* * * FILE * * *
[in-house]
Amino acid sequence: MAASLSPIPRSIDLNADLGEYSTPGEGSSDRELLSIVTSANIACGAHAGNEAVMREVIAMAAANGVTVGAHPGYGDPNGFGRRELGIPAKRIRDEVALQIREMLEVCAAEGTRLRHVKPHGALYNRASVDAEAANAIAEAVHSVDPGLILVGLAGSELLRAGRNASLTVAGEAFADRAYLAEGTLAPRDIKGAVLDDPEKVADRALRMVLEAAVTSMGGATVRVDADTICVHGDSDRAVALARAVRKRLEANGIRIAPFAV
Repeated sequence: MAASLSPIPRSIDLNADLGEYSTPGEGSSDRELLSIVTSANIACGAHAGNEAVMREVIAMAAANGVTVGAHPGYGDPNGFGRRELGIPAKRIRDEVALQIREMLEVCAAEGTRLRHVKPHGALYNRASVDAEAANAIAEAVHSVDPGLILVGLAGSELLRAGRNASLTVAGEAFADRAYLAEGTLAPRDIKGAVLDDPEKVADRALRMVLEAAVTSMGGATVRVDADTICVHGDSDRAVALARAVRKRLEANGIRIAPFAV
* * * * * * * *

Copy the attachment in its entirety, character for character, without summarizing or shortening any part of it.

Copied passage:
[in-house]
Amino acid sequence: MAASLSPIPRSIDLNADLGEYSTPGEGSSDRELLSIVTSANIACGAHAGNEAVMREVIAMAAANGVTVGAHPGYGDPNGFGRRELGIPAKRIRDEVALQIREMLEVCAAEGTRLRHVKPHGALYNRASVDAEAANAIAEAVHSVDPGLILVGLAGSELLRAGRNASLTVAGEAFADRAYLAEGTLAPRDIKGAVLDDPEKVADRALRMVLEAAVTSMGGATVRVDADTICVHGDSDRAVALARAVRKRLEANGIRIAPFAV
Repeated sequence: MAASLSPIPRSIDLNADLGEYSTPGEGSSDRELLSIVTSANIACGAHAGNEAVMREVIAMAAANGVTVGAHPGYGDPNGFGRRELGIPAKRIRDEVALQIREMLEVCAAEGTRLRHVKPHGALYNRASVDAEAANAIAEAVHSVDPGLILVGLAGSELLRAGRNASLTVAGEAFADRAYLAEGTLAPRDIKGAVLDDPEKVADRALRMVLEAAVTSMGGATVRVDADTICVHGDSDRAVALARAVRKRLEANGIRIAPFAV